We all SAY we want honest communication with our partners but do we, really?
I was chatting with some girlfriends the other day and I told them that I recently asked my boyfriend if there was really much variance in the way different vaginas felt.
His answer, though not important to this article, was yes, they do in fact vary in feeling, texture, shape, size. The difference isn’t always subtle. Intriguing…Apart from the obvious: size, I didn’t think there could be much difference. See? Ask and you learn something new and interesting every day!
But what I found the most interesting was the reaction of my girlfriends to the fact that I could ask him such a thing. While they wanted to know every detail of my boyfriend’s answer to this question, the thought of asking their own husbands the same question was incomprehensible.
“But why?” I asked.
“Because I don’t WANT him to think about the other vaginas he’s sampled.” FEAR
“Because I don’t WANT to hear him describing the feeling of other vaginas he’s sampled.” INSECURITY
“Because I don’t WANT to put the thought of sex with his past girlfriends in his mind.” CONTROL
“But he has past experiences and memories that he probably thinks about from time to time, anyway.” I protested. “You’re asking him about them or not won’t control his mind.”
“Perhaps”, they both agreed but they didn’t want to be the catalyst for placing those memories front and center if they were currently tucked neatly away.
I understood what they were saying and I’m not suggesting everyone “should” go straight home and ask their men for details about the various vaginas they’ve sexed. But it made me wonder about other topics they surely avoid for the same reason. And how choosing to deny that your partner has certain thoughts and feelings usually also results in demanding that he lie to you by confirming your denial.
“No, Dear, I couldn’t even imagine having sex with another woman.”
“What woman? No, I wasn’t looking at her; I didn’t even notice another woman in the room.”
“No, I never ever replay in my mind a sexual encounter that I had before I met you.”
If we avoid truth, honesty and open communication because we are insecure or afraid then we place a barrier to the level of intimacy we can share. We claim that we want honesty from our partner and then demand that he lie so that we feel better.
I’m not suggesting that unless you can ask your lover to describe the other vaginas he’s felt you are unhealthy. A question like that may never have crossed your mind.
The point is, if you do wonder about something -anything-CAN you ask? Or does your fear of the answer paralyze you from action? And what if you do hear the answer? Do you punish him for it later or demand that he coax any insecurity that comes up?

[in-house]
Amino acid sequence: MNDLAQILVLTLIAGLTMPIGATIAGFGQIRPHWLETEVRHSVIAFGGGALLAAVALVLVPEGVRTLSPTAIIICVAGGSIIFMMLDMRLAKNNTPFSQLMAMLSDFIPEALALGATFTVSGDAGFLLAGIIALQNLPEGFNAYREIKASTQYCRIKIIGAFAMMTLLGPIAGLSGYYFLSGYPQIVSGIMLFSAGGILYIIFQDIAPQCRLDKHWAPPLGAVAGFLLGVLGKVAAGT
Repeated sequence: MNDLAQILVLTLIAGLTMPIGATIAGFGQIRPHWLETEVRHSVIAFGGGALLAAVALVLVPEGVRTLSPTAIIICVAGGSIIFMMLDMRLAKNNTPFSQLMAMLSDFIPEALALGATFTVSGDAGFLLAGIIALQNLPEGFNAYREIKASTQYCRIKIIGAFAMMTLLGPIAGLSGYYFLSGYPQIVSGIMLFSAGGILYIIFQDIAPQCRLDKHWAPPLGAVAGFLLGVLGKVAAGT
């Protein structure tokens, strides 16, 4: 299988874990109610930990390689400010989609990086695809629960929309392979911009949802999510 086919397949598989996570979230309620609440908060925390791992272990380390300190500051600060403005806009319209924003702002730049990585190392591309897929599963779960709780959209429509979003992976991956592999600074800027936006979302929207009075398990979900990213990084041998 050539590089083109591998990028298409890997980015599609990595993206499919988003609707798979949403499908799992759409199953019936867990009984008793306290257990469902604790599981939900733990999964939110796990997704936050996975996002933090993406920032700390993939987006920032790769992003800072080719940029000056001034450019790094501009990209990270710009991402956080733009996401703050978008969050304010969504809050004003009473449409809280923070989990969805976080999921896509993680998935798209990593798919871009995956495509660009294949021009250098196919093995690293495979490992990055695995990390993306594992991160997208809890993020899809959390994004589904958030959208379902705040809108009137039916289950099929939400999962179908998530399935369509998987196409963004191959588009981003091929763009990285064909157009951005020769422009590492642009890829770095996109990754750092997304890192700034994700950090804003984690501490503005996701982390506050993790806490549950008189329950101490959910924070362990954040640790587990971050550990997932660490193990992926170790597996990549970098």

Can you separate YOUR emotional need for validation and accept who he is as a separate person with memories, experiences, sexual and otherwise that never included you? Can you let him share those things with you to bring you closer without feeling threatened?
I’m the curious sort. I ask all kinds of questions about everything because I am genuinely interested in the answer. I’m not looking for validation, i.e.: “Your vagina feels the bestest!”
I’m not looking to set him up by asking for information that I will hold against him in the future. “Remember all those vaginas you talked about? Just HOW MANY are we talking about?! How often do you dream about them?!”
But before he understood my goofy questions truly held no secret agenda, he tread so carefully answering them it was like pulling teeth. He was visually uncomfortable. Sometimes he would just shut me down and say he didn’t want to *go there*.
When we talked it through he said he felt like I was looking for an angle or leading him somewhere that he’d ultimately be in trouble for. WHY did I ask random questions out of the blue? Surely there was a diabolical, female scheme!
a.k.a. “Do I look fat in this?”
Women do this all the time. They aren’t interested in the truth; they are looking for verbal salve to mend an insecurity or fear.
When my boyfriend relaxed and took a leap of faith and began answering all my goofy, strange and wild questions he began to really like it. We began to have the best talks and our intimacy grew.
“I love your silly little questions.” He now says. “I can talk about anything with you.”
He knows he can be himself and tell me the truth. He trusts me with the truth of who he is. Our relationship is very intimate and close. He doesn’t have to hide to protect himself or me.
The cliché that communication is the most important part of a relationship is true, but it’s not the whole picture. Sometimes it’s not what you say, but what you DON’T say or are AFRAID to say that begins to eat at trust and intimacy.
I am a normal woman like any other. I DO have fears and insecurities that creep up sometimes in my relationship. But those are MY RESPONSIBILITY to deal with and work on. Not his. And I DO work on them to always be the best person I can be for myself first and then for him.
I won’t demand that he tell me what I need to hear or shade and deny the truth of what he thinks and feels at the expense of the integrity of our relationship. I won’t demand that he make me feel better about my fears. Most times, he’s oblivious that they are even there at all.
To him I am this incredible, cool chick that makes him feel accepted and loved for exactly who he is. He says he is more “himself” with me than with anyone before.
And that is what I needed to hear!